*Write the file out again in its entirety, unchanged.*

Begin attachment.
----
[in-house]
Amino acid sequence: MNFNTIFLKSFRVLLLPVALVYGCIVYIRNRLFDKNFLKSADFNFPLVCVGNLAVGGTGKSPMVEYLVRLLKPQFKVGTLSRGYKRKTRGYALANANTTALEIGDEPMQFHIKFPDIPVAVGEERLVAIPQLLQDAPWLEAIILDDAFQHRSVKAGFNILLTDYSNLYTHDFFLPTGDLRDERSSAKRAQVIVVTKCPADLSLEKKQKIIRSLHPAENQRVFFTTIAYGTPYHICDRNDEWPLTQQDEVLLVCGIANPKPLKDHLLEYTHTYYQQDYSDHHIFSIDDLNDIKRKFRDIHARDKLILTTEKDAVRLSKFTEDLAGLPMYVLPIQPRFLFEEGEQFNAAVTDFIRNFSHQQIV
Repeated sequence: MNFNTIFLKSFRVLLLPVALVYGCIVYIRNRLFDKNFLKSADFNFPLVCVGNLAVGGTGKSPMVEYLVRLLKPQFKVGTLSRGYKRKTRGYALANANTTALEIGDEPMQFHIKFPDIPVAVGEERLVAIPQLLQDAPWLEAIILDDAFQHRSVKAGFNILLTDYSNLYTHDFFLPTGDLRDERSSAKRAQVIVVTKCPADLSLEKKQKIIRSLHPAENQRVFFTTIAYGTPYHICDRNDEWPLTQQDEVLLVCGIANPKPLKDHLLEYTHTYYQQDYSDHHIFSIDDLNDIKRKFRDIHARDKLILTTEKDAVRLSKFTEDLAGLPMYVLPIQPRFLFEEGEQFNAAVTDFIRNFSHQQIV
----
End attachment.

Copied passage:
[in-house]
Amino acid sequence: MNFNTIFLKSFRVLLLPVALVYGCIVYIRNRLFDKNFLKSADFNFPLVCVGNLAVGGTGKSPMVEYLVRLLKPQFKVGTLSRGYKRKTRGYALANANTTALEIGDEPMQFHIKFPDIPVAVGEERLVAIPQLLQDAPWLEAIILDDAFQHRSVKAGFNILLTDYSNLYTHDFFLPTGDLRDERSSAKRAQVIVVTKCPADLSLEKKQKIIRSLHPAENQRVFFTTIAYGTPYHICDRNDEWPLTQQDEVLLVCGIANPKPLKDHLLEYTHTYYQQDYSDHHIFSIDDLNDIKRKFRDIHARDKLILTTEKDAVRLSKFTEDLAGLPMYVLPIQPRFLFEEGEQFNAAVTDFIRNFSHQQIV
Repeated sequence: MNFNTIFLKSFRVLLLPVALVYGCIVYIRNRLFDKNFLKSADFNFPLVCVGNLAVGGTGKSPMVEYLVRLLKPQFKVGTLSRGYKRKTRGYALANANTTALEIGDEPMQFHIKFPDIPVAVGEERLVAIPQLLQDAPWLEAIILDDAFQHRSVKAGFNILLTDYSNLYTHDFFLPTGDLRDERSSAKRAQVIVVTKCPADLSLEKKQKIIRSLHPAENQRVFFTTIAYGTPYHICDRNDEWPLTQQDEVLLVCGIANPKPLKDHLLEYTHTYYQQDYSDHHIFSIDDLNDIKRKFRDIHARDKLILTTEKDAVRLSKFTEDLAGLPMYVLPIQPRFLFEEGEQFNAAVTDFIRNFSHQQIV